Like the living room, the bedroom had few pieces of furniture; a tall chest against one wall for her dresses and cloaks, a four-poster curtained bed underneath the one window. At the foot of the bed was another, smaller chest with carvings of god’s older than their island.
“Grandmother?” He whispered as he moved closer to the bed. “Are you still awake?” He slid the curtain aside and felt the air rush from his lungs.
Lying on the bed, covered in sweat with eyes barely open was a frail and broken old woman who gasped for each small breath. Arthur could feel the blood drain from his face and he had to grab a poster for support. The woman before him was not the vibrant, voluptuous woman who was his grandmother; the Mystic Diana was an unstoppable force of nature and he, nor anyone of his kin, would have ever imagined that there was anything beside the wrath of the gods that could bring her to her knees, much less sap the life from her and leave behind much more than a corpse. His heart froze at the sight before him.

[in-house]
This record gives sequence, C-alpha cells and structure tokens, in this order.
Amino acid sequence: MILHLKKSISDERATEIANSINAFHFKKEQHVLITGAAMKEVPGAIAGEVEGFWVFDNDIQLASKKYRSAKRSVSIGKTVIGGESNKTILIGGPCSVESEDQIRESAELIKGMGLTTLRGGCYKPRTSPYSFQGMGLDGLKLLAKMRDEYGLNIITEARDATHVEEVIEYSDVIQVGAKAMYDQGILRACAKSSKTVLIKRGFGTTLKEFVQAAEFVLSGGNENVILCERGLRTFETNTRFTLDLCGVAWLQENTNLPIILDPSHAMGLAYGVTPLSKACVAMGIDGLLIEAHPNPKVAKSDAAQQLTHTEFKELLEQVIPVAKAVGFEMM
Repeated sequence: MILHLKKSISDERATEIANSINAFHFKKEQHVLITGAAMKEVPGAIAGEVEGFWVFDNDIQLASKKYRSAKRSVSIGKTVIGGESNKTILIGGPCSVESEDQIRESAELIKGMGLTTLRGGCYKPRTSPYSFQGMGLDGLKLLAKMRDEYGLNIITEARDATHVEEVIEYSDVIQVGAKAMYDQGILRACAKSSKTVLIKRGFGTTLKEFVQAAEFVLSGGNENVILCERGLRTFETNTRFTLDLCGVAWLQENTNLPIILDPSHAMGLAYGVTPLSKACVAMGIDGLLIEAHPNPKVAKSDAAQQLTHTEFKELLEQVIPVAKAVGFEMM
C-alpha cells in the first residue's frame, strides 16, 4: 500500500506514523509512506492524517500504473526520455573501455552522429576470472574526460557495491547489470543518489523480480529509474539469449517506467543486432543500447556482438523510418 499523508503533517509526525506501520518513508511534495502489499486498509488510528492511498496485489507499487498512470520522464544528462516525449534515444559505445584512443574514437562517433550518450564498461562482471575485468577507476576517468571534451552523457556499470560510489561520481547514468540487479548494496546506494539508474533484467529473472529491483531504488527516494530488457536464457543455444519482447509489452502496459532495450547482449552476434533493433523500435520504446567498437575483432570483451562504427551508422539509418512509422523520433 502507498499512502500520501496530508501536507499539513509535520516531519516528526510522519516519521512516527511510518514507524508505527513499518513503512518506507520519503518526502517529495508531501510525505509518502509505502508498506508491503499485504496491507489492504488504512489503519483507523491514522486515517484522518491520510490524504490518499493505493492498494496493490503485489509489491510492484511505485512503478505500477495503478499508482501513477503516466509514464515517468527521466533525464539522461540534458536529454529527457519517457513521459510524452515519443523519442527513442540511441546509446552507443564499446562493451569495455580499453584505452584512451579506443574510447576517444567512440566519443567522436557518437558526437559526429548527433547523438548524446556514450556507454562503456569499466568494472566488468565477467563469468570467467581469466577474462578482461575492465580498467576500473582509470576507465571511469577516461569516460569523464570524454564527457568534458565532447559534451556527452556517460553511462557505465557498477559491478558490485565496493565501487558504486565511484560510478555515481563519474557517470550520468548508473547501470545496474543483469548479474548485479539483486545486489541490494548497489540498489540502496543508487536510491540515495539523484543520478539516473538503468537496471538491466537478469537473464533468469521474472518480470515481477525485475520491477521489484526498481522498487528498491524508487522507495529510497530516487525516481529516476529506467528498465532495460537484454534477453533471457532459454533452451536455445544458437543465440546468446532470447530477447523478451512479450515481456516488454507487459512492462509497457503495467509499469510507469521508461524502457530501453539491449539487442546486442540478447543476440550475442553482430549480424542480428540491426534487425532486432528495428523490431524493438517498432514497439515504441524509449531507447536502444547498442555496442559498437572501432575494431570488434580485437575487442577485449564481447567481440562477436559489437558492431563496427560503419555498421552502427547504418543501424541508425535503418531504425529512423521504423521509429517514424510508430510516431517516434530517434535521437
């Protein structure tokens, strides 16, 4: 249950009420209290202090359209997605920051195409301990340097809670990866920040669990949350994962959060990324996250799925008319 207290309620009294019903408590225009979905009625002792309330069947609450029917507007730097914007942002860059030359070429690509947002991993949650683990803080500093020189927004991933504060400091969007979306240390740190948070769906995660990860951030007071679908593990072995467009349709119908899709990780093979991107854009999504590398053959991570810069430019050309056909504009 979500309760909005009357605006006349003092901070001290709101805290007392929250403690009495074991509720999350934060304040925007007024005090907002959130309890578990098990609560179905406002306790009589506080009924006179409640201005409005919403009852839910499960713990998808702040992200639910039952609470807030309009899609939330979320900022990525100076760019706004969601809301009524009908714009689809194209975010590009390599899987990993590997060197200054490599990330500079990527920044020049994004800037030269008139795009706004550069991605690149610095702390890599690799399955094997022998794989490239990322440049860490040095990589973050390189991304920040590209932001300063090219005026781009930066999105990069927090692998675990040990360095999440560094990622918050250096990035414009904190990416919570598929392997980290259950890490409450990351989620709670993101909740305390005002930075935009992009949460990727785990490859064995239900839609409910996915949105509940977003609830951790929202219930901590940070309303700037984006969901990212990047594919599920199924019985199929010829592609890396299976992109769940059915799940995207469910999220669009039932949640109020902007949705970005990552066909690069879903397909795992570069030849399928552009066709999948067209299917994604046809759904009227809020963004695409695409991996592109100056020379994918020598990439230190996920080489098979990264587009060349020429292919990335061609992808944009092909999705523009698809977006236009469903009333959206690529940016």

“Grandmother!” He screamed as he dropped to his knees on the highly polished black and white marble floor. “Help!” He screamed, his voice echoing throughout the lightly decorated room. “Help, please! It’s Grandmother, she is…” The words seemed to die in his throat; he fought to yell them out as he cried for help. “I think she is dying!” He grasped her wrinkled, worn hand and found it cold, clammy, leathery. “Wake up,” he almost yelled at her, “please, Grandmother, please wake up!” Only hours earlier, she was dancing about the herb garden, her thick blond curls swaying about her as she spun around in circles, singing the songs of old. He had watched her from the hallway, amassed at the vitality she still possessed. Though she was almost eighty, she never once acted like an old woman. Instead, she lived life as though she still had eighty years in front of her.
Yet the figure lying before Arthur now was but a shadow of whom the wise and generous woman she truly was. How could you have fallen so ill so quickly? He squeezed her hand, though not too hard, as he feared he would hurt her. Did someone… No, impossible…
“What happened to her?” Morgause asked, having silently appeared behind him. “Oh my… Quick, go get Magdalene and Igraine…” She pulled him to his feet and pushed him toward the entrance. “Go now, Child!”